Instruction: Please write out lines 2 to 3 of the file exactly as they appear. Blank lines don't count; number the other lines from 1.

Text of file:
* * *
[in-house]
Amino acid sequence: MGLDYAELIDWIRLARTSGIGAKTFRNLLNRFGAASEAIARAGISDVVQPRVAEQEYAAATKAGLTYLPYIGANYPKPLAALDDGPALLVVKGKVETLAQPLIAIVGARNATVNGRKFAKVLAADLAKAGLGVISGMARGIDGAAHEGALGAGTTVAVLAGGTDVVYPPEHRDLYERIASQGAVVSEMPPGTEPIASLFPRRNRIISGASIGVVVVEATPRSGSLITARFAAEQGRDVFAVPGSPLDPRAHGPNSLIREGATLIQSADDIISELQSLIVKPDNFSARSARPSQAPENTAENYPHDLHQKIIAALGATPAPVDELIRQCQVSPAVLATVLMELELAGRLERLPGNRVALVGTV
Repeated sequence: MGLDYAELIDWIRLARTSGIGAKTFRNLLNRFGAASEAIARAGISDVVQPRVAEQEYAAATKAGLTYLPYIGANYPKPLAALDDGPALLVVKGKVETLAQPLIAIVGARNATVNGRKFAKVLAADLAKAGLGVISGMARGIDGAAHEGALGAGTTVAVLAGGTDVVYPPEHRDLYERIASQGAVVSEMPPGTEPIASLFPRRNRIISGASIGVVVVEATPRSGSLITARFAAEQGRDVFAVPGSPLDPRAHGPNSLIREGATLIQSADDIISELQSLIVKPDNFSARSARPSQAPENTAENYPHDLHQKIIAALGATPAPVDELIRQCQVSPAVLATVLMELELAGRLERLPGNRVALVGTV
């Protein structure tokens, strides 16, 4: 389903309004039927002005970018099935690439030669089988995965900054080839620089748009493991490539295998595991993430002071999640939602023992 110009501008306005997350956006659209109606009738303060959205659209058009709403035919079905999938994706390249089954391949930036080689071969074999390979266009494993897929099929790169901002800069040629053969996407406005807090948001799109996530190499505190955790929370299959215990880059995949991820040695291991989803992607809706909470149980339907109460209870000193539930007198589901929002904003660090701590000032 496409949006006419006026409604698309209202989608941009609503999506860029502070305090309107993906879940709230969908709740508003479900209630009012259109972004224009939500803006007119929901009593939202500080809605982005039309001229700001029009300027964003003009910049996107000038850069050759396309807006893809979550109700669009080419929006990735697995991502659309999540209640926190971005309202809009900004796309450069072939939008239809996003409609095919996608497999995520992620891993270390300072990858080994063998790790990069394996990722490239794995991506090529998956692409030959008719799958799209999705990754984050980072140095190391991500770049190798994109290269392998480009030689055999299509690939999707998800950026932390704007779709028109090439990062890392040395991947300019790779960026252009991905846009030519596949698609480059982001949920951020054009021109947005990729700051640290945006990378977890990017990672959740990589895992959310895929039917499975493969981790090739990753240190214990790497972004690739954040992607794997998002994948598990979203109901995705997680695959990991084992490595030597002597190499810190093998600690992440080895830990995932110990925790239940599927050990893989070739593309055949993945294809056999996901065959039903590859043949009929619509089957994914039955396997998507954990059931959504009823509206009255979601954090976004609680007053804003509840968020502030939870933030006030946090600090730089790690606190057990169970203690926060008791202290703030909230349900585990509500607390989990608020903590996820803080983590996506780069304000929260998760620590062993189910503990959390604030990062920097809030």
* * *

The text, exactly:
Amino acid sequence: MGLDYAELIDWIRLARTSGIGAKTFRNLLNRFGAASEAIARAGISDVVQPRVAEQEYAAATKAGLTYLPYIGANYPKPLAALDDGPALLVVKGKVETLAQPLIAIVGARNATVNGRKFAKVLAADLAKAGLGVISGMARGIDGAAHEGALGAGTTVAVLAGGTDVVYPPEHRDLYERIASQGAVVSEMPPGTEPIASLFPRRNRIISGASIGVVVVEATPRSGSLITARFAAEQGRDVFAVPGSPLDPRAHGPNSLIREGATLIQSADDIISELQSLIVKPDNFSARSARPSQAPENTAENYPHDLHQKIIAALGATPAPVDELIRQCQVSPAVLATVLMELELAGRLERLPGNRVALVGTV
Repeated sequence: MGLDYAELIDWIRLARTSGIGAKTFRNLLNRFGAASEAIARAGISDVVQPRVAEQEYAAATKAGLTYLPYIGANYPKPLAALDDGPALLVVKGKVETLAQPLIAIVGARNATVNGRKFAKVLAADLAKAGLGVISGMARGIDGAAHEGALGAGTTVAVLAGGTDVVYPPEHRDLYERIASQGAVVSEMPPGTEPIASLFPRRNRIISGASIGVVVVEATPRSGSLITARFAAEQGRDVFAVPGSPLDPRAHGPNSLIREGATLIQSADDIISELQSLIVKPDNFSARSARPSQAPENTAENYPHDLHQKIIAALGATPAPVDELIRQCQVSPAVLATVLMELELAGRLERLPGNRVALVGTV